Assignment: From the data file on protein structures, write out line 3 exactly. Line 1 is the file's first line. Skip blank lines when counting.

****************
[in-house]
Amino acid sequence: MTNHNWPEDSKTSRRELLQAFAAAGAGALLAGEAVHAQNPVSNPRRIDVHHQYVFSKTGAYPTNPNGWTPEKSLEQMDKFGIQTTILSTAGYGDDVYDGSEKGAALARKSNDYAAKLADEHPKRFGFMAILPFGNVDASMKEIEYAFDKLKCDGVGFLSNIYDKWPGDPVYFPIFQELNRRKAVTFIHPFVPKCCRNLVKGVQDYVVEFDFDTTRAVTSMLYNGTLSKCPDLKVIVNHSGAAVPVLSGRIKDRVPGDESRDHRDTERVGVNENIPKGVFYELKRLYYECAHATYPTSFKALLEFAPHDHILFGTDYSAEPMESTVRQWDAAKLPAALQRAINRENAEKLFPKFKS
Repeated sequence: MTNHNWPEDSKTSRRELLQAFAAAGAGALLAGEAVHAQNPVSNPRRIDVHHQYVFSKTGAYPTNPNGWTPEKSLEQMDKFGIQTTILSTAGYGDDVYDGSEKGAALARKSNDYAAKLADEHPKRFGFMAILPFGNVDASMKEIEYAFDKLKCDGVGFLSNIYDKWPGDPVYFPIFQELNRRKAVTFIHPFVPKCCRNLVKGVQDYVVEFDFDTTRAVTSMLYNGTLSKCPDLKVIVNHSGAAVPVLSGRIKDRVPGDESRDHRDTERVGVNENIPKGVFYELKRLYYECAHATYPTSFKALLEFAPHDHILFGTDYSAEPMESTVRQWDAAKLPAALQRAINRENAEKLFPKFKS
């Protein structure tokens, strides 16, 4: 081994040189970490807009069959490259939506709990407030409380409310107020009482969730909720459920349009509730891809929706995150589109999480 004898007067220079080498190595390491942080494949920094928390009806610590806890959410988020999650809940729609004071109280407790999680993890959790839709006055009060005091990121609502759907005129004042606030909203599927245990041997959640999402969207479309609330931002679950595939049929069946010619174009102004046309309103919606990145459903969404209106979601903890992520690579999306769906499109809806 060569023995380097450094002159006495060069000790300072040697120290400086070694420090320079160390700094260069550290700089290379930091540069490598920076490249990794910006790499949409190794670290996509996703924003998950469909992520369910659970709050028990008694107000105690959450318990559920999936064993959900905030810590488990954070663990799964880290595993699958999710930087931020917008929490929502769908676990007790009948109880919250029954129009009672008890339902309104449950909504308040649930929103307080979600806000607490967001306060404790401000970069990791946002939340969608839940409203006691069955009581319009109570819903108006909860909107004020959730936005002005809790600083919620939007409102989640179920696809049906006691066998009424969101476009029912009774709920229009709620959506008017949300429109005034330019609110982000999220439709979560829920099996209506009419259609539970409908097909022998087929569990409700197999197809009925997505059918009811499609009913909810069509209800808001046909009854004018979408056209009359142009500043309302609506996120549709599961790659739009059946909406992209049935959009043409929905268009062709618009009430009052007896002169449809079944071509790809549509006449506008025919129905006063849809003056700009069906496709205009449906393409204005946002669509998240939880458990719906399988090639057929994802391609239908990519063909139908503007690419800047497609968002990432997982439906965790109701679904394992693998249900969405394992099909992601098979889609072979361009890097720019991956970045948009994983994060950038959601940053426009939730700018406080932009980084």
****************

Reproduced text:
Repeated sequence: MTNHNWPEDSKTSRRELLQAFAAAGAGALLAGEAVHAQNPVSNPRRIDVHHQYVFSKTGAYPTNPNGWTPEKSLEQMDKFGIQTTILSTAGYGDDVYDGSEKGAALARKSNDYAAKLADEHPKRFGFMAILPFGNVDASMKEIEYAFDKLKCDGVGFLSNIYDKWPGDPVYFPIFQELNRRKAVTFIHPFVPKCCRNLVKGVQDYVVEFDFDTTRAVTSMLYNGTLSKCPDLKVIVNHSGAAVPVLSGRIKDRVPGDESRDHRDTERVGVNENIPKGVFYELKRLYYECAHATYPTSFKALLEFAPHDHILFGTDYSAEPMESTVRQWDAAKLPAALQRAINRENAEKLFPKFKS